Version 100 of Chrome and Firefox may break many websites

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The versions number 100 of Google Chrome, Microsoft Edge and Mozilla Firefox will launch very soon; this will be the first three-digit number, which can break some websites. Upgrading to version 100 in the coming weeks may result in bugs and compatibility issues; on some network resources that are not ready to read the three-digit User-Agent number. Google, Mozilla and Microsoft are trying to prevent the negative consequences of any serious problems.

Browser makers have been warning users for months about the upcoming release of version 100; which will take place in March for Chrome and Edge and in May for Firefox. Google and Mozilla actively test websites and occasionally report failures. Fortunately, the list of problems is now quite small. The most notable issues are with HBO Go, Bethesda, and Yahoo.

Version 100 of Chrome and Firefox may break many websites

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“When browsers first reached version 10 about 12 years ago, a lot of problems were discovered with the User-Agent parsing libraries, as the major version number changed from one number to two,” explains the Firefox development team on the Mozilla blog. Like the infamous Y2K bug when many computers thought 1900 was after 1999, browsers jumping to version 100 can bring unforeseen problems. Some parsing libraries may have hard-coded options that do not respect the browser’s three-digit version numbers.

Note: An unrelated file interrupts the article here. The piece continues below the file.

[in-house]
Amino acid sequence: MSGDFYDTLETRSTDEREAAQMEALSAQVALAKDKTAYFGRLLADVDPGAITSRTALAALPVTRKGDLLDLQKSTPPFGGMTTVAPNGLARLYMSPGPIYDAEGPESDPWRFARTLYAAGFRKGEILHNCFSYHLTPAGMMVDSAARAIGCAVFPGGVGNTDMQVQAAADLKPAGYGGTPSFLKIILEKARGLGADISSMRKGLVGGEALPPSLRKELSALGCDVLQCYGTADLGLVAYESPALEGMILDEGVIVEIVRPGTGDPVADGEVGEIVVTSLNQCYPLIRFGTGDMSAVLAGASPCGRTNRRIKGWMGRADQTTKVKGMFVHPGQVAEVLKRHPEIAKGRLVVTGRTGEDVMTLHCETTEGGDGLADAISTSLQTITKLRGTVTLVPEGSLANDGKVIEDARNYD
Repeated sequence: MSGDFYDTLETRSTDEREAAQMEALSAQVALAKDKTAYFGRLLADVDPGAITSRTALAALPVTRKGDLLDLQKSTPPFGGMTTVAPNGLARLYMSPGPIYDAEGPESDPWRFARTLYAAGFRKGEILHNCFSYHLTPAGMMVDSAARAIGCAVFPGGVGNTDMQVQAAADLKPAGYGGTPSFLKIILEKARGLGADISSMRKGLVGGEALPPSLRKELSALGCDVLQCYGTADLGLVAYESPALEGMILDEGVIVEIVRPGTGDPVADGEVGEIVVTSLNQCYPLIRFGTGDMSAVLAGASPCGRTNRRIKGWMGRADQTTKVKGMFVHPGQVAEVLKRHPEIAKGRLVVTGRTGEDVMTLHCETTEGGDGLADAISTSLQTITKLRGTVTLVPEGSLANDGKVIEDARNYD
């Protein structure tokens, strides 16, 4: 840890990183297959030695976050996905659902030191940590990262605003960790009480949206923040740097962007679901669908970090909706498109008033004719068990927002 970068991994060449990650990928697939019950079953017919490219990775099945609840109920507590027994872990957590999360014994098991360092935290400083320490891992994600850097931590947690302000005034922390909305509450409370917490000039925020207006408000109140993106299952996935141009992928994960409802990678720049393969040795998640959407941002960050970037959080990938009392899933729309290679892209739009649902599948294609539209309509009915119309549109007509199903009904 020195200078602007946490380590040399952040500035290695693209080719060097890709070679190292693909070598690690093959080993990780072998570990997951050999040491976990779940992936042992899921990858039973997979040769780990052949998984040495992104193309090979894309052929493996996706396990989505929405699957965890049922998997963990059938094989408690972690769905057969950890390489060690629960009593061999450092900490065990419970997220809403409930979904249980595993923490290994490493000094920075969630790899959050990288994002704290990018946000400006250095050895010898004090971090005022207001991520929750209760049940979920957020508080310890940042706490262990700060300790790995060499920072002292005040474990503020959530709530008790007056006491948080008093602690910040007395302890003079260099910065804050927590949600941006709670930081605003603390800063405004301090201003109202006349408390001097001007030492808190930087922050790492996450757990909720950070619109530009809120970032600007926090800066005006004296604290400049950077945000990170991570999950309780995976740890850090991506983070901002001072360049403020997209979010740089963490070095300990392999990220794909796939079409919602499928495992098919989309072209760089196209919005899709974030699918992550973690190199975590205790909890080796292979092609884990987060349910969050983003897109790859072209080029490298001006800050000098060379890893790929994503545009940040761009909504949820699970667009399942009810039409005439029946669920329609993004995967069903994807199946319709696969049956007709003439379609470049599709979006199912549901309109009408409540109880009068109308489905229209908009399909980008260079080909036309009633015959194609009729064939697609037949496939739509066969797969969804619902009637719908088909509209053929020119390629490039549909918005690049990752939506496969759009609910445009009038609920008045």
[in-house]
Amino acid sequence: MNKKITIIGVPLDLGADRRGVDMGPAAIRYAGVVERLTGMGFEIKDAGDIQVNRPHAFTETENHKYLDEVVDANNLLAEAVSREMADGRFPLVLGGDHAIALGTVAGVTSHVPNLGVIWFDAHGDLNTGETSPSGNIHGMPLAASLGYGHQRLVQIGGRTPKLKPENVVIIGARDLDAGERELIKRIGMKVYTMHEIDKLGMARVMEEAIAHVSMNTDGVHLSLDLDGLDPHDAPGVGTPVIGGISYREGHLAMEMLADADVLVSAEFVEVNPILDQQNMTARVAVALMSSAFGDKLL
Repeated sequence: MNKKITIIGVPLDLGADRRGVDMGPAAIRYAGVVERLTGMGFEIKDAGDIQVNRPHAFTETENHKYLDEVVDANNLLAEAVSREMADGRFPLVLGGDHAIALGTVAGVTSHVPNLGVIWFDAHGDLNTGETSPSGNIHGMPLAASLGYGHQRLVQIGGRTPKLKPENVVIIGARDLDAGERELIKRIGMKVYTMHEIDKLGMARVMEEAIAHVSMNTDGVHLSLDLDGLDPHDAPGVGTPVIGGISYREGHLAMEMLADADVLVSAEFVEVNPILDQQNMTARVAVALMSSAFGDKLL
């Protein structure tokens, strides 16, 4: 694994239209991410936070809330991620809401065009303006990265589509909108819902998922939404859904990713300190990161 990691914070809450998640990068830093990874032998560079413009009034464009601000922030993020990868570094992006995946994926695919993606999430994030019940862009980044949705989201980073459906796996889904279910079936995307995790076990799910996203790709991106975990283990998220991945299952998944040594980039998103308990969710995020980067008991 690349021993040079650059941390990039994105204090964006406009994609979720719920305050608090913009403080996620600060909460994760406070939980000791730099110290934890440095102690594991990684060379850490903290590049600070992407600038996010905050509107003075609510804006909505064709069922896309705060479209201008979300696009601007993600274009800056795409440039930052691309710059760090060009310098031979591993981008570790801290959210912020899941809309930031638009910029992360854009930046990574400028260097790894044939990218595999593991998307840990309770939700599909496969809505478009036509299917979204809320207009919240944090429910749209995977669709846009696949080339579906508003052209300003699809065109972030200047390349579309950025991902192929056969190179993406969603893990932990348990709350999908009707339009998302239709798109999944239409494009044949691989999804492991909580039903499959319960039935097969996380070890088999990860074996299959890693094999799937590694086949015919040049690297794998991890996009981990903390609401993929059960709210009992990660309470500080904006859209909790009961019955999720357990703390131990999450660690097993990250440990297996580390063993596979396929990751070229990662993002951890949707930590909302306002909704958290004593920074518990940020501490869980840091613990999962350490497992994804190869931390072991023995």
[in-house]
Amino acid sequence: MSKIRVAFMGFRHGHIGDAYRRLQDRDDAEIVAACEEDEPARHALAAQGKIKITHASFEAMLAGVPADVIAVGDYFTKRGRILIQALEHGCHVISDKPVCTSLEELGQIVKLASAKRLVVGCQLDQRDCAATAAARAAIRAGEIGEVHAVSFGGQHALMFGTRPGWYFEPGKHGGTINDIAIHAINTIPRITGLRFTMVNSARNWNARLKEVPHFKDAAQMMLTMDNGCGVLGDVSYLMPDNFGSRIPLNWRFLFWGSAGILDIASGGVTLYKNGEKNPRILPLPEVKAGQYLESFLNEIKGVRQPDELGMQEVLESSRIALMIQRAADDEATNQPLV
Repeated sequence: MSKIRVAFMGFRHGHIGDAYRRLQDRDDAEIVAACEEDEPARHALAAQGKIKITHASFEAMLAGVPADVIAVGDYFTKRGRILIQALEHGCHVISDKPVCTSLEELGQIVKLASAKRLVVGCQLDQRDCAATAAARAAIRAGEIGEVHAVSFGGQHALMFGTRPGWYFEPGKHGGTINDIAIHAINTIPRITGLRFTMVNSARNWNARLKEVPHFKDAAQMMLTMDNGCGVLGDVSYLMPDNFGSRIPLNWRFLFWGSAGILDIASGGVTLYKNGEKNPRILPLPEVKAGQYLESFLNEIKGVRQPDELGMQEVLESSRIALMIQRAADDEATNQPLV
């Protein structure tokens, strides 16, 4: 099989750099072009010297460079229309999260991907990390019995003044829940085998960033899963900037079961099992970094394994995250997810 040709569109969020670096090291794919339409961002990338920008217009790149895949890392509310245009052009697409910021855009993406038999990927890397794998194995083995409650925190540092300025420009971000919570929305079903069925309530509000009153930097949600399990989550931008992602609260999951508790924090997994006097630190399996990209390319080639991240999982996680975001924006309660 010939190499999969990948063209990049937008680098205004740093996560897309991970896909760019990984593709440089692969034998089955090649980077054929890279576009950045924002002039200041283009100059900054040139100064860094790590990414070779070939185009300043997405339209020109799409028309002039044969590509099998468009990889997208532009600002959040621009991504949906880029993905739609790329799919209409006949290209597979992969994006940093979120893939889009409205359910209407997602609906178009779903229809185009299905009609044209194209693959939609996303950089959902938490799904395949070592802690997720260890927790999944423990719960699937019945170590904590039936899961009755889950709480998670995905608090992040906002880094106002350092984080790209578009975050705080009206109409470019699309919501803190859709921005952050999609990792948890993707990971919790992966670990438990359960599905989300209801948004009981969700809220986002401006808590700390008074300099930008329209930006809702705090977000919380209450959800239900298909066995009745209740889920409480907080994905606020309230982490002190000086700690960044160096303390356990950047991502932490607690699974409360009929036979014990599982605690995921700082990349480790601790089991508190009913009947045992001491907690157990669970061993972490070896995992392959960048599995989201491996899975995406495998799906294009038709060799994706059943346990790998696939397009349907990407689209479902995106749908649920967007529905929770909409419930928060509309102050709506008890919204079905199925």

To ensure a smooth transition to the 100th version, Google, Microsoft, and Mozilla have added a special flag to current versions of their proprietary browsers that developers can turn on to tell Chrome, Edge, and Firefox the version number 100 and help test sites. In addition, browser makers have a back-up plan in case problems become widespread. Mozilla says it will either fix affected websites or temporarily freeze the main version of Firefox at 99 if the outages are massive and unmanageable. Google’s plan is to add a flag to Chrome 100 that will allow the browser to report User-Agent 99 to sites. Microsoft has not yet said how it will deal with possible problems.

In Firefox, the strategy will depend on how important the breakage is. Firefox has a site interventions mechanism. Mozilla webcompat team can hot fix broken websites in Firefox using this mechanism. If you type about:compat in the Firefox URL bar, you can see what is currently being fixed. If a site breaks with the major version being 100 on a specific domain, it is possible to fix it by sending version 99 instead.

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  1. StarterX4
    February 20, 2022

    It's just the barely written scripts which mostly block users with outdated browsers. Stupid and annoying thing. There's nothing wrong with using Chrome 49 on WinXP or OS X 10.6.

  2. Vasilj Milosevic
    February 20, 2022

    Yes there is, there is a lot wrong. First of all vulnerabilities that those outdated software has. Also the Js and CSS that those browsers had were ages behind today's standards and had to be written in much more code than today's scripts.

    The problem with new websites and web apps are that they are poorly written and consume extremely huge amounts of RAM, but that's because those devs assume users have beasty devices nowadays, which is wrong, very wrong.

    But today, you can write CSS for the whole eCommerce in 50-100kb. In the days of mention Chrome 49 it just couldn't be that small, it had to be 500kb or more for the same result.

    Similiar thing is with Js.